Fit to fight is not just about being 'fit'

  • Published
  • By Lt. Col. Tim Wood
  • 366th Civil Engineer Squadron
Many of you have probably noticed a disturbing trend in our education system. To focus on academics, schools are slowly eliminating recess and physical education periods. 

Additionally, traditionally accessible after-school sports are becoming more exclusive, weeding out the non-athletes through grueling try-outs. 

So, why is this a concern for not just parents, but for the Air Force and our sister services? It's because sports and physical training programs are not just about being fit. The same principles an athlete learns in training for and competing in sporting events is what we want our Airmen to demonstrate on the job. 

Teamwork. Many of you have played on or witnessed winning sports teams that don't have a Michael Jordon or Joe Montana to score all their points. The players have such a strong sense of teamwork. They put personal ambitions aside to do what's best for the team. Athletes learn teamwork comes only by submitting their needs to those of the coach and to the team. It means practicing the core value of "service before self." 

As a commander, I want Airmen who know what it means to be part of a team. I want them integrating within their shop and squadron, so their identity is tied up in the identity of the team. That's why we have team names, like the Gunfighters. A true team player doesn't care who the commander is or how glamorous their mission is; they are only concerned with achieving their team's mission and taking care of their teammates. 

If you have read or watched "Band of Brothers" by Stephen Ambrose, you see this concept demonstrated in Easy Company. When Sgt. Bill Guarnere was wounded and hospitalized, he went AWOL from the hospital to get back to the front lines with Easy Company so he could again be part of his team. 

Focus. I'm a runner and I run roughly the same number of miles each week. But I've noticed there's one thing that affects my training intensity in my daily runs- it's why I'm running. If I run simply to stay in shape, without purpose, I lack intensity and I have no motivation. On the other hand, if I'm training for a race, I find myself visualizing race day, the other competitors and the fans. My pace quickens without even thinking about it. 

That's what having a goal does; it gives you focus, purpose and direction.
A good athlete competes with a purpose; he or she competes to win the prize. As Airmen, we should strive for something besides a paycheck. As a civil engineer, I have a goal to continually make the base a better place to live, work, play and train Air Force warriors. Having focus ensures we practice the core value of "excellence in all we do."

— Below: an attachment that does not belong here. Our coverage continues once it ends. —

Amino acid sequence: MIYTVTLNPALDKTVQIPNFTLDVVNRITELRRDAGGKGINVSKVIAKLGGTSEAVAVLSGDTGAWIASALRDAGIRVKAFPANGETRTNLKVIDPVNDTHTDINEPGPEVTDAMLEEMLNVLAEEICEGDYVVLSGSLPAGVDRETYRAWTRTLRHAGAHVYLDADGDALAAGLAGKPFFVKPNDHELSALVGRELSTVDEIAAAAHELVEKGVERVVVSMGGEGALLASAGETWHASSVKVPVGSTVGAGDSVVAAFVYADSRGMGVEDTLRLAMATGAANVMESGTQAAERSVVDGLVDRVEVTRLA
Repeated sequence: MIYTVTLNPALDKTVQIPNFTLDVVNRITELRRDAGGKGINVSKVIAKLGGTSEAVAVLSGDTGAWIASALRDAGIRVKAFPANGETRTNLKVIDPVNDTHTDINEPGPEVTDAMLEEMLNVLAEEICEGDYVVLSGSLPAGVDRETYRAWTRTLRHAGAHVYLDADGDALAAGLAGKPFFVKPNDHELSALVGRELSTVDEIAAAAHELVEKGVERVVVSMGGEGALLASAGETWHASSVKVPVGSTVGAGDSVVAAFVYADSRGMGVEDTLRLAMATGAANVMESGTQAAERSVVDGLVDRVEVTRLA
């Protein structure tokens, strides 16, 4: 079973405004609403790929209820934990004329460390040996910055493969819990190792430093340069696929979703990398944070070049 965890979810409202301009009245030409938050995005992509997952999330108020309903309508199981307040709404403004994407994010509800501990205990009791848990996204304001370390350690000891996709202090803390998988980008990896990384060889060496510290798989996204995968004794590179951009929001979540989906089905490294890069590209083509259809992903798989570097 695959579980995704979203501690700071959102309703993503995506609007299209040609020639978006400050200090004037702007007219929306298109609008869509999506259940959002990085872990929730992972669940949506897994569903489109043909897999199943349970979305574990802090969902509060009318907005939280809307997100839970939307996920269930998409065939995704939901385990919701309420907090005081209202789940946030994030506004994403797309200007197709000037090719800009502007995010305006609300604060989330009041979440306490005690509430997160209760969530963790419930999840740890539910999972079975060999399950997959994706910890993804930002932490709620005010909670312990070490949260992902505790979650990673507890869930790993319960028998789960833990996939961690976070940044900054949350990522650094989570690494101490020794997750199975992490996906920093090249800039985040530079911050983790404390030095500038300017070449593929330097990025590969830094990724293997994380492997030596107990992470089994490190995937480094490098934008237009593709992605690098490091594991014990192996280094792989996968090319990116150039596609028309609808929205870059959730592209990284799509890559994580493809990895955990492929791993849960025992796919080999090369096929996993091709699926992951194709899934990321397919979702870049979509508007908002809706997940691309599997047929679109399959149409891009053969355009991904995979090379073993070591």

Discipline. Athletes cannot successfully compete without disciplining their lives. This may include adjusting his or her diet, performing certain exercises, observing rest periods, and avoiding negative influences. 

If we are to succeed in meeting our personal and organizational goals, we also must be disciplined. Successfully completing upgrade training or professional military education requires discipline. Developing a plan to prepare for the unit compliance inspection and executing that plan also requires discipline. Discipline is about sacrificing personal desires in order to achieve a higher goal. 

Following the rules. Playing according to the rules of the game is essential in competing and winning. Many of you may have tried playing crud or rugby for the first time and found out how easy it is to violate the rules. Even in running there are rules that, if not followed, will disqualify you. 

Runners may only start when the gun is fired and they cannot cross out of their lane or cut other runners off. Some of you may remember the 1984 Olympic 3000 meter event when it appeared South African barefoot runner Zola Budd cut off American Mary Decker, causing her to fall and eliminating her from the race. Zola Budd was initially disqualified for violating the rules. 

As a commander, I want Airmen who follow the rules. I need people I can depend on to show up on time, not drink and drive, and follow orders. It's easy to find people in our society who break the rules whenever they can get away with it. However, our core values tell us we need to have "integrity first." Airmen are entrusted by our nation to be military professionals and as such, must be above reproach. 

Our military lifestyle is not quite as exciting as that of a professional athlete, but the same principles you learn by competing in sports will also allow you to succeed in the Air Force. We want to train and retain Airmen who know how to be team players, focus on the goal, exercise discipline, and follow the rules. 

Next time you're watching your favorite sporting event or hear about more athletic cuts at the local school, consider the importance of the athletic principles we all need to exhibit in our profession, because it's not just about being fit.